A survey is a quantitative tool that presents a series of questions to inspect the market. Typically, surveys ask around 15 questions plus a few on demographics, and they take about five minutes to complete (any longer and you’ll see high abandonment rates). Surveys are meant to be administered and completed with minimal effort. Because of their brevity, they’re good for getting a mass amount of information on current trends, though the feedback doesn’t offer a chance for dialogue.
Traditional, In-Person Focus Group
A focus group is a deliberately selected group of people who are assembled to collect their thoughts. A moderator takes the group through a product, brand, or advertising campaign and asks them pointed questions about it. A well-designed moderator guide can be used to draw out more complex thoughts than a survey can. The success of the focus group depends on the quality of the participants. If they don’t warm to the product or moderator, the conversation may not gain too many insights. Focus groups tend to be more qualitative and can be used to dive into trends found in surveys.
Virtual Focus Group
One drawback of traditional in-person focus groups (COVID-19 aside) is that participants can fall into groupthink and repeat the same opinions. In a virtual focus group, participants sign into a text or video chat and discuss the product there. By going online, you can receive a more diverse range of people rather than being geographically restricted. With the participants separated, there is no risk of groupthink or being influenced by others’ observations. While there is no face-to-face interaction, the responders are more flexible and comfortable in their own setting. Plus, as an organizer, there is no event-space cost (although you will need access to a suitable platform).
Sitting down with one person and discussing the product is a great way to have an intimate, engaging conversation. You get more personal opinions that inform how the customer uses your product and why they chose your company. Knowing their context for decision-making can help you seek similar customers or learn how to convert others to use your product. The interview can be done virtually as well, though the conversation may be more insightful and informed if held in person (global health situation permitting, of course).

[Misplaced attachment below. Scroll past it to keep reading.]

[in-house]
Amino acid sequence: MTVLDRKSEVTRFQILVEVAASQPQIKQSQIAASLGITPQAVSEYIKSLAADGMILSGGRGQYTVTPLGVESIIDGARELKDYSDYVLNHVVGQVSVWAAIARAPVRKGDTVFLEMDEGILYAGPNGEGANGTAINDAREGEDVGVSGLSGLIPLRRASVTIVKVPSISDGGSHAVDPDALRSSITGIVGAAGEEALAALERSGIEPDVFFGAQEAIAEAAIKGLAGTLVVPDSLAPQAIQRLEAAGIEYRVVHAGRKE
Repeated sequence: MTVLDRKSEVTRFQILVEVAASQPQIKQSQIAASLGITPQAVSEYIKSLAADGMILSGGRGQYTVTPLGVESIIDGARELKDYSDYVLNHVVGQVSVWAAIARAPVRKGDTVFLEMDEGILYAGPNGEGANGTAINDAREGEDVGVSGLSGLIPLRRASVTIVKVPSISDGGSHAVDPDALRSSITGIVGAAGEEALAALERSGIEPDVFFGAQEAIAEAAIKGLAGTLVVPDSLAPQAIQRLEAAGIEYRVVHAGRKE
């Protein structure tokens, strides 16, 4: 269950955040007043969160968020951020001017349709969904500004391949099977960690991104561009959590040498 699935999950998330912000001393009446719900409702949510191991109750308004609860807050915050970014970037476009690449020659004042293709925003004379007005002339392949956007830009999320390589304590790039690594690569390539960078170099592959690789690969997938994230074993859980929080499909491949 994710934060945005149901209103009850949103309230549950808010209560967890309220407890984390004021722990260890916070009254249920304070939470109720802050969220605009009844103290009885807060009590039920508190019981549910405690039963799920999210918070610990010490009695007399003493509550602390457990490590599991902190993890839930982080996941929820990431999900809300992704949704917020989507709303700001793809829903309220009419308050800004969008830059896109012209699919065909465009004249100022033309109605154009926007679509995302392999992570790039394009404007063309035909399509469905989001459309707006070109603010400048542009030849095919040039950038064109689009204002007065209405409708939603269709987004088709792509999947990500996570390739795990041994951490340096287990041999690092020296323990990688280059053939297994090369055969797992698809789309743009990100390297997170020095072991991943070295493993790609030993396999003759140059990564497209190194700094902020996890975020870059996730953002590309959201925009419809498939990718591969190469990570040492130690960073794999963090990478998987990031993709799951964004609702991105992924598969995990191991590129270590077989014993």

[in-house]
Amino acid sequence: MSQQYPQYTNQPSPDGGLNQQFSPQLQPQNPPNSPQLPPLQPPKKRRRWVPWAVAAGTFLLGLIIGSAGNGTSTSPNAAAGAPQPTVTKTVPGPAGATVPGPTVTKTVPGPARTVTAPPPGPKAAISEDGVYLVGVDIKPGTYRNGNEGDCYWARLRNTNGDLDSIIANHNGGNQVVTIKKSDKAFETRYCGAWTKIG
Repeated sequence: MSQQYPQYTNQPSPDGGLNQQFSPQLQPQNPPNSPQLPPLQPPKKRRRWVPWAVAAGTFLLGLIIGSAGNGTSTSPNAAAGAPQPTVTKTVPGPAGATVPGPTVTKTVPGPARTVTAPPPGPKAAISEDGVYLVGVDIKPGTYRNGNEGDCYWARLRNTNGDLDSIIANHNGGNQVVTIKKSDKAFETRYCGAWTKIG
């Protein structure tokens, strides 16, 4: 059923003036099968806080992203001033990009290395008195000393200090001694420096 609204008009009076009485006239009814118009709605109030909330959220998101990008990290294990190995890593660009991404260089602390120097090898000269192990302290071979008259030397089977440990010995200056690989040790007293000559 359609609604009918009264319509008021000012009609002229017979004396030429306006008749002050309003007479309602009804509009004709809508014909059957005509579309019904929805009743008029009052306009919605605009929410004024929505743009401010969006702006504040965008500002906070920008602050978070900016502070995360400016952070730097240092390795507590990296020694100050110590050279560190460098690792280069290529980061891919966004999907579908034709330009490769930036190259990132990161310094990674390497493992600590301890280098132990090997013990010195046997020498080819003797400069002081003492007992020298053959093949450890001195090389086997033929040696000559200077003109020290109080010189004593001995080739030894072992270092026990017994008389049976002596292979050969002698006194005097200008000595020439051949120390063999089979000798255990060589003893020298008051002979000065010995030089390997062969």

Like a survey, you can gain a constant stream of new information by asking for feedback on your product. This is most useful for software and cloud services. You can learn new market opportunities from your clients and their usage. If you update your product, you can see how customers immediately react and feel about it and then make changes based on those observations.
Plan Your Research Methodology
Although you have a menu of market-research methods in hand, it’s important to remember that all the data in the world won’t mean anything if you don’t have a plan for how to use it. Here are some practical steps you can take:
- Commit to putting the customer at the center: To understand customers, it’s important to look to the outside world. The people within your organization may be incredibly smart and think they know the answers, but their opinions don’t matter if the market doesn’t respond. Research will help you gather information about the market and go on a journey with your customers.
- Develop a hypothesis that includes what you seek to understand: Think of your personal hero. If you had one minute with them, what would you ask them and why? What insight do you seek to learn? Take this approach when you evaluate your customers. What do you really want to learn from them? What can they get from you? Distill your thoughts and put yourself in your customers’ shoes. As the process continues, you can always do more research later and continue to learn as your relationship with and understanding of your customers evolves.
- Develop a plan with your goal in mind: It’s easy to say you want to be “better.” But what are the tangible ways to make this a reality? What is your story and how can you achieve the best results? Talk with your team about the research results and how the company can improve the client experience. Discuss benchmarks for achieving success, then start with an achievable short-term goal, a developed long-term goal, and all the steps in between.
‘Culture Eats Strategy for Breakfast’ — Peter Drucker
Countless companies have lost focus on their journeys and have had to redirect their approach to be more customer-oriented. Using the research methods addressed here, these companies have taken what they’ve learned from the market and applied it to their products and messaging strategies. And they’ve gone on their own journey to better help the people they serve as well as transform their companies to achieve greater success.